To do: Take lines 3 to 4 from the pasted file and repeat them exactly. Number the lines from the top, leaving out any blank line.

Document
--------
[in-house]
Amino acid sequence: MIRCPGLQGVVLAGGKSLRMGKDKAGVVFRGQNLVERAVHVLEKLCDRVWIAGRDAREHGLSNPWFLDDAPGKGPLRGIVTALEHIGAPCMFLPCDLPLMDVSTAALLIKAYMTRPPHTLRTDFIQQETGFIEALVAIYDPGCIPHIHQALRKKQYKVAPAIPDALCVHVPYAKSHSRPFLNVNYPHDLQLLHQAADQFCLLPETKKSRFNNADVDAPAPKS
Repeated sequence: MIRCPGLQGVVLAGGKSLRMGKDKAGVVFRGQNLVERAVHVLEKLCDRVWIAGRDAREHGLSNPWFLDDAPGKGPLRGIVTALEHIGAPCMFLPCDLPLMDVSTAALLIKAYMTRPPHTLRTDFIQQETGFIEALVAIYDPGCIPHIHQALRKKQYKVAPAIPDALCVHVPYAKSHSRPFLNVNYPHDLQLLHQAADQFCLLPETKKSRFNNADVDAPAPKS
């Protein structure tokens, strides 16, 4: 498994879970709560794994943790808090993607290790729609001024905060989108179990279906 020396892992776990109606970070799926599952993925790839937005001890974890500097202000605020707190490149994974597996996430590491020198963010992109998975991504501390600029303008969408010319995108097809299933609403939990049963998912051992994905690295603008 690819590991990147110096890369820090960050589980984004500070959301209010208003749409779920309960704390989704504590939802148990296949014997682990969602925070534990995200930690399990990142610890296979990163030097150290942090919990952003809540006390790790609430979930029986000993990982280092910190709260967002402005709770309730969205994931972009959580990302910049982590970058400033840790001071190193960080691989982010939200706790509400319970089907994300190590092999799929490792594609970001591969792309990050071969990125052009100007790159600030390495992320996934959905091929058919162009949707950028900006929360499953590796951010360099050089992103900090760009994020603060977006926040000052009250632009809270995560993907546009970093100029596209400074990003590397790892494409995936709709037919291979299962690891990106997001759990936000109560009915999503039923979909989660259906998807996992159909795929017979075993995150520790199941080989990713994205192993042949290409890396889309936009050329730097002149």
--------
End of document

Repeated sequence: MIRCPGLQGVVLAGGKSLRMGKDKAGVVFRGQNLVERAVHVLEKLCDRVWIAGRDAREHGLSNPWFLDDAPGKGPLRGIVTALEHIGAPCMFLPCDLPLMDVSTAALLIKAYMTRPPHTLRTDFIQQETGFIEALVAIYDPGCIPHIHQALRKKQYKVAPAIPDALCVHVPYAKSHSRPFLNVNYPHDLQLLHQAADQFCLLPETKKSRFNNADVDAPAPKS
């Protein structure tokens, strides 16, 4: 498994879970709560794994943790808090993607290790729609001024905060989108179990279906 020396892992776990109606970070799926599952993925790839937005001890974890500097202000605020707190490149994974597996996430590491020198963010992109998975991504501390600029303008969408010319995108097809299933609403939990049963998912051992994905690295603008 690819590991990147110096890369820090960050589980984004500070959301209010208003749409779920309960704390989704504590939802148990296949014997682990969602925070534990995200930690399990990142610890296979990163030097150290942090919990952003809540006390790790609430979930029986000993990982280092910190709260967002402005709770309730969205994931972009959580990302910049982590970058400033840790001071190193960080691989982010939200706790509400319970089907994300190590092999799929490792594609970001591969792309990050071969990125052009100007790159600030390495992320996934959905091929058919162009949707950028900006929360499953590796951010360099050089992103900090760009994020603060977006926040000052009250632009809270995560993907546009970093100029596209400074990003590397790892494409995936709709037919291979299962690891990106997001759990936000109560009915999503039923979909989660259906998807996992159909795929017979075993995150520790199941080989990713994205192993042949290409890396889309936009050329730097002149």